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Jennifer Bernard Headshot

Taxes Are Not Always A Bad Thing

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What does it mean to be rich? Does having a million dollars make you rich? Are you rich if you make over $250,000 in one year? Is Joe-the-Plumber's $250,000 worth any less than Joe-the-Lawyer's $250,000 because the former wore a blue collar?

Our culture has an interesting relationship with wealth. We want wealth, most individuals deny that they have it, and the litmus test for "rich" is "making much more than I make."

I am rich. I counted myself rich when I could go to the grocery store and not tally up the cost of my peas and carrots before I got into the check-out line. I sleep on a real mattress, under an intact roof, and I can afford healthful foods. Many in the world dream about this kind of luxury. Yet I do not even come close to the threshold of any American political bar for monetary wealth.

What does that mean for those who do meet that bar, yet cry out for tax breaks? What does that mean for us who eat three times each day and sleep in a cozy bed, but still call ourselves poor? Perhaps it has been too long since we have had to return that loaf of whole grain bread in favor of the 99-cent loaf. Or no loaf at all. Perhaps it has been too long since we have shivered at night for lack of heat or blankets. Perhaps it has been too long since we have counted our blessings and realized the abundance in which we live.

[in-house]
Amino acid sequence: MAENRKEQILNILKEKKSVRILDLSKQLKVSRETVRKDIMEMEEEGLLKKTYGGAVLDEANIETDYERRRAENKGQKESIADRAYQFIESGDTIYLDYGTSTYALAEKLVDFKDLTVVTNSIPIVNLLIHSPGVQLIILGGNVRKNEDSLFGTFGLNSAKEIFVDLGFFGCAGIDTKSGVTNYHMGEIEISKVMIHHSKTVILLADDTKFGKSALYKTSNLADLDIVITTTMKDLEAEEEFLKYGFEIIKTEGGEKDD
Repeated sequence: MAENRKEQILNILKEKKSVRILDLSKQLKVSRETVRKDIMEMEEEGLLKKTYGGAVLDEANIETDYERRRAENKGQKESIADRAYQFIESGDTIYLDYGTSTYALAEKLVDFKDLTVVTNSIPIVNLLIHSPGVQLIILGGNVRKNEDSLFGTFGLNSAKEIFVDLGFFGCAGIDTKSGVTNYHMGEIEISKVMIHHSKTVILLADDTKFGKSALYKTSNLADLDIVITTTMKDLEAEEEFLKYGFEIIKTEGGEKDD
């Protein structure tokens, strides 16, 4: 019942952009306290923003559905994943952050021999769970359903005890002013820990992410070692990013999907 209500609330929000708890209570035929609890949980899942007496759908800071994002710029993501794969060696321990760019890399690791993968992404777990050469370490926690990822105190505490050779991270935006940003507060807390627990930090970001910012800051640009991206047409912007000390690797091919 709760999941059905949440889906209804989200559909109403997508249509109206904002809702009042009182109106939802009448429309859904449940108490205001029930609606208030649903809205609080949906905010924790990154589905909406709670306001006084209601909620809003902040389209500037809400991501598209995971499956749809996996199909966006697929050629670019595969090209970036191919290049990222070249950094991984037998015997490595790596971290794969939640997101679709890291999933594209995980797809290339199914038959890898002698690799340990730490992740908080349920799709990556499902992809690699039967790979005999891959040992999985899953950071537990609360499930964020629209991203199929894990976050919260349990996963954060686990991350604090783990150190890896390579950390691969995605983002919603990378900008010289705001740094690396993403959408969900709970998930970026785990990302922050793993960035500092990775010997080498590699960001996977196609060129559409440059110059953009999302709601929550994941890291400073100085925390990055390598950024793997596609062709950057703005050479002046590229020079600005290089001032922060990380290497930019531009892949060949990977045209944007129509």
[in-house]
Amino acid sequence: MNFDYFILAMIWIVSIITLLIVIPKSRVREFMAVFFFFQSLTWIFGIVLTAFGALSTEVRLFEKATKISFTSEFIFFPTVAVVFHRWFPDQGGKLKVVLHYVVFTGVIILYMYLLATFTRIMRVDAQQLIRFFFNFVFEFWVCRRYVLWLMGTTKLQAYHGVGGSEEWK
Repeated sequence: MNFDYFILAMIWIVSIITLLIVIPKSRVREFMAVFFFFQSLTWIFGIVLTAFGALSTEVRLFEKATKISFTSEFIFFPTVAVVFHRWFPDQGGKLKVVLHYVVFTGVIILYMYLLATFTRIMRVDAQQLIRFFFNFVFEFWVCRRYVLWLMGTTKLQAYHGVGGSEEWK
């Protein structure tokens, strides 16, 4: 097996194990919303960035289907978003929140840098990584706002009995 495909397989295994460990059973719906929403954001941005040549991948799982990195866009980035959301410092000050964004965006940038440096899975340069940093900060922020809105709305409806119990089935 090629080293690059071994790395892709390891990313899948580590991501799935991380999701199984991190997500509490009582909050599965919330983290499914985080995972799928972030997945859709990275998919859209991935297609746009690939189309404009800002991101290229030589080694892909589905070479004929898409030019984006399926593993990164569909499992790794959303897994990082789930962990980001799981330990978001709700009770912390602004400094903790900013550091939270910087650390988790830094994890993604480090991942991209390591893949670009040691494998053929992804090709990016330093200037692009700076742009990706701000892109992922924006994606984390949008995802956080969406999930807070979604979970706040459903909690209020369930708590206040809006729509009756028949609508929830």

The taxes on Joe-the-Plumber's $250,000 (and property) bought me my first-grade textbooks when my family was on food stamps after my parents' divorce. We were not on food stamps for long, but I do not feel guilty that Joe may have had to drink less-expensive champagne that year so that I could have a sandwich for dinner. Taxes are not always a bad thing. I like to think that a portion of my taxes now are buying some child a textbook and a turkey sandwich.

It is human nature to always want more. As soon as we earn more, we tend to inflate our lifestyles to create our new, more costly norm. Somehow, since our spending keeps up with our incomes, we forget how much we have. We forget how much we waste.

It is time to remember. It is time to realize that just because we have gotten used to our luxuries, that has not transformed them into necessities. It is time to realize that we are the rich, not just those who make more than we do. As we face economic uncertainties, it is time to remember that, yes, we will have to make sacrifices to help those less fortunate. And that's OK.